Kenyan press, opposition criticize proposed harsh media law

Reuters

By James Macharia

NAIROBI (Reuters) - Kenyan media and opposition politicians have criticized media rules proposed by the government, saying they would muzzle the press and stunt democracy in the country.

Kenyan members of parliament late on Thursday voted to pass a new law that empowers the government to form a powerful tribunal to draw up a code of conduct for the media.

In an African region where several nations tightly control news-gathering, Kenya's media has enjoyed broad freedoms to criticize successive governments.

Journalists said the aim of the new rules was to stop investigative reports on corruption or that hold the government to account.

The Daily Nation, the biggest circulation newspaper in east Africa, wrote: "Dark days: MPs pass law to control media." The Standard ran the headline: "Democracy under attack".

The government said the bill was still open for discussion.

"Freedom of the press is not under attack in Kenya," information secretary Fred Matiangi told Citizen TV.

Under the Kenya Information and Communication Bill, violating the code could lead fines for an individual of up to 1 million shillings ($11,700) or 20 million shillings for media outlets.

Although details of the code are to be outlined, the bill proposes that locally produced content, including advertising, on Kenyan television stations be not less than 45 percent. Media executives worried the move could hurt revenue earned from foreign advertising.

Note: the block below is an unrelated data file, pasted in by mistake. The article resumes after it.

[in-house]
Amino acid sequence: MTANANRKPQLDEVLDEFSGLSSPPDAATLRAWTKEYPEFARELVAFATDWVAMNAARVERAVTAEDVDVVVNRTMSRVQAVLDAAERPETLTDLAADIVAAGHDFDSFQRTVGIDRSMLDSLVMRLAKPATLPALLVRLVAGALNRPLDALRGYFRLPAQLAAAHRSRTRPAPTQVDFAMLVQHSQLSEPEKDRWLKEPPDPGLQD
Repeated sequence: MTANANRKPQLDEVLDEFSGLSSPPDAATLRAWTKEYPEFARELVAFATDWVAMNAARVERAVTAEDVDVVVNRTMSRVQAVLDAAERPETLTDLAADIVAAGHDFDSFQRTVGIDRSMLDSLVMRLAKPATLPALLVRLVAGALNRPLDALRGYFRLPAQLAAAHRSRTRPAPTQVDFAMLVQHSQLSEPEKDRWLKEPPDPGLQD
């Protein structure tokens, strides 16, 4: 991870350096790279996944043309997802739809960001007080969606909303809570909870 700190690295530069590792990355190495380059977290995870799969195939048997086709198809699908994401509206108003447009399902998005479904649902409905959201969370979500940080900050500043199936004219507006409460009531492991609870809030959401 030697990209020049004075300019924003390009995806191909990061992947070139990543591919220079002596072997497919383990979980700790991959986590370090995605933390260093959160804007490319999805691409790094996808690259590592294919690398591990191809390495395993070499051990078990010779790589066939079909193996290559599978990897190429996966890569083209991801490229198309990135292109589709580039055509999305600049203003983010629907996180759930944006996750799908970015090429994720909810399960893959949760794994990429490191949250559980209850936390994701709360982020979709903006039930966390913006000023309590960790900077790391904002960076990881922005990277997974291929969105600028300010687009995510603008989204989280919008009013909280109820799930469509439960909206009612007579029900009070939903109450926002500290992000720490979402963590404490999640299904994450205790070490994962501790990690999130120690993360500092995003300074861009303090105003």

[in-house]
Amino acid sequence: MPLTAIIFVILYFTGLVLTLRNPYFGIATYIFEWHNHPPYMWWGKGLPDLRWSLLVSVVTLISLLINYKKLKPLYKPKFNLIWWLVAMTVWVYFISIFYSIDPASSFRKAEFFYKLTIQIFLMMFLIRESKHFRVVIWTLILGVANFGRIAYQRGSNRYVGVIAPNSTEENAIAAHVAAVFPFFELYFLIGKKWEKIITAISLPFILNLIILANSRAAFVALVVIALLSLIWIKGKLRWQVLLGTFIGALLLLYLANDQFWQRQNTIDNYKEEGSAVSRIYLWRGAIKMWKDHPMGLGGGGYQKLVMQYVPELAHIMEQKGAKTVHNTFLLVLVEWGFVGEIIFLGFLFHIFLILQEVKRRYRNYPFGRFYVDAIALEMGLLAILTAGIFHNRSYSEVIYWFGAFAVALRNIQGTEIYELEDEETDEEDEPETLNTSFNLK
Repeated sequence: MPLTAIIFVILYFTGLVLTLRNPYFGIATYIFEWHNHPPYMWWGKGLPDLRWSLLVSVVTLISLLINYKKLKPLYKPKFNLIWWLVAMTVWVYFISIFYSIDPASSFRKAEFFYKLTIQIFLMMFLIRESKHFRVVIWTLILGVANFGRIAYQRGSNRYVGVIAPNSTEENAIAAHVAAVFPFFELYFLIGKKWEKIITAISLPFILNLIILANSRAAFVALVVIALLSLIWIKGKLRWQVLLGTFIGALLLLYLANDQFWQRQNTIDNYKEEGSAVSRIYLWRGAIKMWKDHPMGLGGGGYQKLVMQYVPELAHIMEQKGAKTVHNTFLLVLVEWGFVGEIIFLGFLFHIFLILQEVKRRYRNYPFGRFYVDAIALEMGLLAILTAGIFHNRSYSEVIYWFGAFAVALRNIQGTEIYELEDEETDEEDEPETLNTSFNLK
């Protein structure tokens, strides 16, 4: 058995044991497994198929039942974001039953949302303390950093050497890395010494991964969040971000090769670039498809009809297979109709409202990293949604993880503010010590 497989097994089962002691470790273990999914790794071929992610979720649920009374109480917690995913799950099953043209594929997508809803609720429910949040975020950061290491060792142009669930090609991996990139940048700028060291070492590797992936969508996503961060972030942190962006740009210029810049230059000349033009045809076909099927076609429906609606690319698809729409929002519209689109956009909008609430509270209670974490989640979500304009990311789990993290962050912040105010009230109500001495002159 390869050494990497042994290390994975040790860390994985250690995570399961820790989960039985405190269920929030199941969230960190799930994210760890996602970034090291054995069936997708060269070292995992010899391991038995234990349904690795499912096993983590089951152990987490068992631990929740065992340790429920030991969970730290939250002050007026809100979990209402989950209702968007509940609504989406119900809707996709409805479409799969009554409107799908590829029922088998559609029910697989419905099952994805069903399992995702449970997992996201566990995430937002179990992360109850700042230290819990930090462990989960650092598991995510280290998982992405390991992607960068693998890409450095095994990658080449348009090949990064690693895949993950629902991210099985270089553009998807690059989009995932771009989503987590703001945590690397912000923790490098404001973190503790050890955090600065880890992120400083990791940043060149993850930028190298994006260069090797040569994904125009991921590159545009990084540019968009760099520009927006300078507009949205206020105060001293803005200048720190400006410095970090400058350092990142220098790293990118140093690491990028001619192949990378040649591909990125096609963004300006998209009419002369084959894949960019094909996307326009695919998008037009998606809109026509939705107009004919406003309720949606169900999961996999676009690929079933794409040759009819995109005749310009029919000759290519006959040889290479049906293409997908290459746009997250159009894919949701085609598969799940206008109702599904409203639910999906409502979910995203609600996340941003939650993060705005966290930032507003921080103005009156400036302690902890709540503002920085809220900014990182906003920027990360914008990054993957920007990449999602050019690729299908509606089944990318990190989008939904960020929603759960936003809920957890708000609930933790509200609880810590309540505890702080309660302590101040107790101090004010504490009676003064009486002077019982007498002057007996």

Under the bill, the government could recover unpaid fines direct from bank accounts of individuals or companies. The tribunal could also recommend suspending or removing an individual from the journalists' register for breaking the code.

The new bill could become law if signed by President Uhuru Kenyatta, who last week implored journalists to report more responsibly especially over security matters.

Former Prime Minister and Kenyatta's defeated rival for the presidency, Raila Odinga, criticized the proposed law.

"Laws like the one passed today are only found in our neighboring dictatorships. It is my hope that we are not trying to copy and paste the draconian laws of our neighbors, though I fear we may be," Odinga said in a statement.

Rights activists say the media in Ethiopia, Uganda and Rwanda are tightly controlled by the state authorities.

Kenyatta, who faces a trial for crimes against humanity at the International Criminal Court that starts in February, last week warned the media to be responsible in their reporting, citing what he called some "reckless" reporting.

The president backed Inspector General of police David Kimaiyo who accused local media of "unpatriotic" reporting of an attack on a Nairobi mall that killed at least 67 people.

Kimaiyo had earlier summoned two journalists and a media executive at KTN TV station for running CCTV footage of the mall raid, but later dropped the action after a public outcry.

Officials had criticized Kenyan media for reporting that soldiers looted Westgate mall during the four-day stand-off. But this week admitted there were some cases of theft by soldiers.

(Reporting by James Macharia; Editing by Edmund Blair and Angus MacSwan)

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